Kitsap County’s local
detectives are acutely aware they’re on the clock when called to
the scene of a mysterious death.
“If you haven’t ID’d a suspect in the first 72 hours, the
chances of solving a case dramatically decrease,” said Bremerton
Detective Sgt. Kevin Crane.
I interviewed Crane and other investigators for
Sunday’s story and database about
Kitsap’s cold cases. We used the information I gathered for a
graphic in the paper, but I wanted to go into greater detail.
Here’s what I learned.
Day or night, Crane, and other detective supervisors are on call
for the city’s most serious crimes. He’s ended vacations early to
get to the scene of a fresh and suspicious death.
Homicide investigations most often start with the line officer
who’s responding to a 911 call. If the victim is alive, the
priority is saving a life. But if deceased, with no hope of
resuscitation, the scene is “frozen” — no one comes and goes
without police permission and a log is kept of those who do — and
crime scene tape secures its perimeter, Crane said.
Detectives arrive and are briefed by patrol officers. Two crime
scene investigators begin from the perimeter of the scene and
moving inward, documenting with video and camera and looking for
anything out of the ordinary. Yellow markers are placed at any
point — shell casings, clothing, blood spatter, for instance — they
see as suspicious. Every piece of evidence is eventually sealed and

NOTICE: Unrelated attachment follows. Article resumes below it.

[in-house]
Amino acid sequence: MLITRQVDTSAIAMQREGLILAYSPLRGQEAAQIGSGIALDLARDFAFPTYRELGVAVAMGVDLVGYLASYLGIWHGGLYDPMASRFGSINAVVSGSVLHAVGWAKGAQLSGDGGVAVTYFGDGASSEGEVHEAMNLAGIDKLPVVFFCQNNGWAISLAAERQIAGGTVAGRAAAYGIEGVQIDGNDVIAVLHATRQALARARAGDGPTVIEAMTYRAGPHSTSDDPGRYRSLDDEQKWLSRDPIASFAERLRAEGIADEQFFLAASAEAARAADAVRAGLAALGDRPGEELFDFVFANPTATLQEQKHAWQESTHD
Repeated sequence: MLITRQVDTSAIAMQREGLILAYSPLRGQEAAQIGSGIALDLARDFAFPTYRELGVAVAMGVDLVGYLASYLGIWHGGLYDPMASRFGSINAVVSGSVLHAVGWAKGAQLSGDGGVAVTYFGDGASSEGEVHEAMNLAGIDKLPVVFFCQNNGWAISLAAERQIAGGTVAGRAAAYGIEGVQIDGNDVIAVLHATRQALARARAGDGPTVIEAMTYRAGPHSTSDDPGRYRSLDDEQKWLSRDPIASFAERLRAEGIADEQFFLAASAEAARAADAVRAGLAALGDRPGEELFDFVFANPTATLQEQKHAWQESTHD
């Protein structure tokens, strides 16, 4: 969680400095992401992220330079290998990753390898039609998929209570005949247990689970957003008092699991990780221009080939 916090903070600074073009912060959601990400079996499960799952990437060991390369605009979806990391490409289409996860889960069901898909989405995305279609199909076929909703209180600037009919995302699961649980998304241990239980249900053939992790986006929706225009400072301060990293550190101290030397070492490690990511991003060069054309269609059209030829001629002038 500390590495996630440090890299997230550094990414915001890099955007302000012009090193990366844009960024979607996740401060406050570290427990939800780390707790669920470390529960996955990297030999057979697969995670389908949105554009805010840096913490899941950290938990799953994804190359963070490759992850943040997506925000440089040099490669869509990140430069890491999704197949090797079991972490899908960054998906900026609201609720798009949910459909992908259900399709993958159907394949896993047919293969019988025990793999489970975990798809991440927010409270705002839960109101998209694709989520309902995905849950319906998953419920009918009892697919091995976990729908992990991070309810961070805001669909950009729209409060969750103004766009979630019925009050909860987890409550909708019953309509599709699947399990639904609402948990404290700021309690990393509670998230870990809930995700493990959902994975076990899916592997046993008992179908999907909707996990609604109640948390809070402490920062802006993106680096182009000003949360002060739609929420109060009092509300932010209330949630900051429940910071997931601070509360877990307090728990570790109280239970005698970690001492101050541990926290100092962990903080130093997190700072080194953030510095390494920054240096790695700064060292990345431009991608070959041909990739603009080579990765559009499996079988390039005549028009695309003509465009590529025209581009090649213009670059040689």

and placed in evidence at the police department. The name and date
of each person who examines it is kept in a log.
Investigating the body won’t begin until the scene is
“processed” by the crime scene investigators. At that point,
detectives, who manage the crime, bring in the Kitsap County
coroner’s office, which manage the body. They investigate it
together, Crane said.
The wound or wounds are examined, photographed and measured.
Investigators look for “defensive” wounds that would indicate a
A critical task is identifying the deceased. Seemingly simple,
it’s not always apparent and may require investigating in its own
right. Perhaps they’re not carrying ID, or more gruesomely, they
can’t be identified because of a fire.
Meanwhile, at least two detectives is busy with interviews,
talking with those who may have witnessed the crime or the area
They’ll also set out to canvass the neighborhood, attempting to
find anyone who heard or saw anything.
While technology has rapidly advanced in homicide
investigations, there’s one way they haven’t changed.
“It’s people,” Kitsap County Sheriff’s Office Chief of
Detectives Dave White said. “We’re still talking to people.”
Detectives will ask if the witnesses knew the deceased, and
begin to establish a so-called “victimology.” Detectives will seek
to paint a picture of the victim working backwards from their
moment of death. Where did they go? Why were they there? And of
course, who were they with?
“These can be very long, tedious investigations,” Crane
At various points during the investigation, detectives stop and
exchange information. Crane then compiles a new task list.
From there, it’s a matter of chasing down leads. All day and all
night they work, stopping sometimes for a few hours’ sleep in those
first critical three days.
Investigating a homicide is really no different than any other
crime, only “they’re more tedious and you leave no stone unturned,”
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